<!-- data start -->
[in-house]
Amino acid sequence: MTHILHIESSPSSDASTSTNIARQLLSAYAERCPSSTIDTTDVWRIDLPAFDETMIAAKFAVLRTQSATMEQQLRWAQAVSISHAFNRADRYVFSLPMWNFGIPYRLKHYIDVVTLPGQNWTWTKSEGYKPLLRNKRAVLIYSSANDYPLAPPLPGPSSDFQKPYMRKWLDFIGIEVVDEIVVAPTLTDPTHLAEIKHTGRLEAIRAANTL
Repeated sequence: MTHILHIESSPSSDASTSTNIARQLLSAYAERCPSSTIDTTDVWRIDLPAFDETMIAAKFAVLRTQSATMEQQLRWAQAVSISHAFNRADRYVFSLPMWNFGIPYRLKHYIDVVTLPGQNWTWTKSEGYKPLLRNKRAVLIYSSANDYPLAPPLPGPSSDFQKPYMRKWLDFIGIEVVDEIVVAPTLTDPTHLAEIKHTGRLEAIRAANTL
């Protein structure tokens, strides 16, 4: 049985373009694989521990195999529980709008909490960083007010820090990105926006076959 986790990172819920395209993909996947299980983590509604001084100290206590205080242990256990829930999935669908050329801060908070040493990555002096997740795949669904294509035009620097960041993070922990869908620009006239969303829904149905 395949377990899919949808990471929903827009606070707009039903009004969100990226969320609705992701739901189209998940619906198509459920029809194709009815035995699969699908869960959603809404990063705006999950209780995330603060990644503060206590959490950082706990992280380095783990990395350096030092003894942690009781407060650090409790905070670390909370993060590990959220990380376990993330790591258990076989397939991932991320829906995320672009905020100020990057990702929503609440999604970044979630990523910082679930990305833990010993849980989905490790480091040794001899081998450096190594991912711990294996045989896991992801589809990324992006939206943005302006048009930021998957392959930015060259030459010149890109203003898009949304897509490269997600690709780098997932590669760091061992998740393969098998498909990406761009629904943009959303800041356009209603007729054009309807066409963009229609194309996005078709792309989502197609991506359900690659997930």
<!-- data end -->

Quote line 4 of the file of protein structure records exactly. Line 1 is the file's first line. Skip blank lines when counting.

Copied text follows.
């Protein structure tokens, strides 16, 4: 049985373009694989521990195999529980709008909490960083007010820090990105926006076959 986790990172819920395209993909996947299980983590509604001084100290206590205080242990256990829930999935669908050329801060908070040493990555002096997740795949669904294509035009620097960041993070922990869908620009006239969303829904149905 395949377990899919949808990471929903827009606070707009039903009004969100990226969320609705992701739901189209998940619906198509459920029809194709009815035995699969699908869960959603809404990063705006999950209780995330603060990644503060206590959490950082706990992280380095783990990395350096030092003894942690009781407060650090409790905070670390909370993060590990959220990380376990993330790591258990076989397939991932991320829906995320672009905020100020990057990702929503609440999604970044979630990523910082679930990305833990010993849980989905490790480091040794001899081998450096190594991912711990294996045989896991992801589809990324992006939206943005302006048009930021998957392959930015060259030459010149890109203003898009949304897509490269997600690709780098997932590669760091061992998740393969098998498909990406761009629904943009959303800041356009209603007729054009309807066409963009229609194309996005078709792309989502197609991506359900690659997930």